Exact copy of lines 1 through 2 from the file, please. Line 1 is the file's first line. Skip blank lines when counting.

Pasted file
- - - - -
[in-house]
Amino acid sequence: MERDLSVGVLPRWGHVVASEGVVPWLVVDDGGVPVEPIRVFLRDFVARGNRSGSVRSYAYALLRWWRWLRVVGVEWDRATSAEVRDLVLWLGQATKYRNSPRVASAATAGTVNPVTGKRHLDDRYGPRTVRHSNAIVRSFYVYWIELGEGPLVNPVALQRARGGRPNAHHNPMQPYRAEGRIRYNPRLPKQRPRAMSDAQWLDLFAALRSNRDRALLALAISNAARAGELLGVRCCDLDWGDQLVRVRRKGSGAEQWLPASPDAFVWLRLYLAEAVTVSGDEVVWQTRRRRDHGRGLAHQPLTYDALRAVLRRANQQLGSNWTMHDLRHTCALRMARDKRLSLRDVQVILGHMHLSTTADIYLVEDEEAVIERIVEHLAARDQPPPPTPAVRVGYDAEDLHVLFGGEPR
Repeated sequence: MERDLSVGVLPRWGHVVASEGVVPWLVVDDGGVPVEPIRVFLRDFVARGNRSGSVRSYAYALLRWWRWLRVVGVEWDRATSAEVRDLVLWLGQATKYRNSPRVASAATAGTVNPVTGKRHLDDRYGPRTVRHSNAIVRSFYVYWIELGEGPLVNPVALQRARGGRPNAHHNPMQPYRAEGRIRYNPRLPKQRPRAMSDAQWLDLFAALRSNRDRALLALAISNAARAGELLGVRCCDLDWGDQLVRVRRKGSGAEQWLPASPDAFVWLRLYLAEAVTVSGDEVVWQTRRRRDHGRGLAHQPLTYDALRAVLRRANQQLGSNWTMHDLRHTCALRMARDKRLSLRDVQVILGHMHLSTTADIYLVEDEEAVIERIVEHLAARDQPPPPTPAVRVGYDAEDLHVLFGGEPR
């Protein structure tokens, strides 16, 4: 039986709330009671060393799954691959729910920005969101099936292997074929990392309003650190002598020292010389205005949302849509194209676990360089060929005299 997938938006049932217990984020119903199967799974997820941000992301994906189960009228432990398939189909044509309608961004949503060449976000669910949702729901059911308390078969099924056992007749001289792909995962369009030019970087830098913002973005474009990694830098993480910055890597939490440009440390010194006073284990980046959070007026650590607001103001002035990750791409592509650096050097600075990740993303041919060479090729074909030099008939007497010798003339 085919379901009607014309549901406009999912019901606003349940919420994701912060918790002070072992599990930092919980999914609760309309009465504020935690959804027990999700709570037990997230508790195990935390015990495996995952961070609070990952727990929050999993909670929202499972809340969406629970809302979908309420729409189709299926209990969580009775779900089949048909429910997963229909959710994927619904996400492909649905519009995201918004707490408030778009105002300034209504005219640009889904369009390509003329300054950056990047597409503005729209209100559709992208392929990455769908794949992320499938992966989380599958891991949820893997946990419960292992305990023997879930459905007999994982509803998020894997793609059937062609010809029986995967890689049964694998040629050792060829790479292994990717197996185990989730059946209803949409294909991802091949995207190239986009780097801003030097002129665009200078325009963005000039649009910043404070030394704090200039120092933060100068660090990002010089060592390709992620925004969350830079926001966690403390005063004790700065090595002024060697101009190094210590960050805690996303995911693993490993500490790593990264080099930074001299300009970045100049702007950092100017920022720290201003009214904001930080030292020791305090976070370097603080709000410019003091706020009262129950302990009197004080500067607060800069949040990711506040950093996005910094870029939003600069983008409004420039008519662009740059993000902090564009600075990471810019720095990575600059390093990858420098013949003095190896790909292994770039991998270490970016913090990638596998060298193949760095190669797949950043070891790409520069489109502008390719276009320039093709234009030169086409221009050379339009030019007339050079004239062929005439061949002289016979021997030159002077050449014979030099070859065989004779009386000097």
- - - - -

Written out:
[in-house]
Amino acid sequence: MERDLSVGVLPRWGHVVASEGVVPWLVVDDGGVPVEPIRVFLRDFVARGNRSGSVRSYAYALLRWWRWLRVVGVEWDRATSAEVRDLVLWLGQATKYRNSPRVASAATAGTVNPVTGKRHLDDRYGPRTVRHSNAIVRSFYVYWIELGEGPLVNPVALQRARGGRPNAHHNPMQPYRAEGRIRYNPRLPKQRPRAMSDAQWLDLFAALRSNRDRALLALAISNAARAGELLGVRCCDLDWGDQLVRVRRKGSGAEQWLPASPDAFVWLRLYLAEAVTVSGDEVVWQTRRRRDHGRGLAHQPLTYDALRAVLRRANQQLGSNWTMHDLRHTCALRMARDKRLSLRDVQVILGHMHLSTTADIYLVEDEEAVIERIVEHLAARDQPPPPTPAVRVGYDAEDLHVLFGGEPR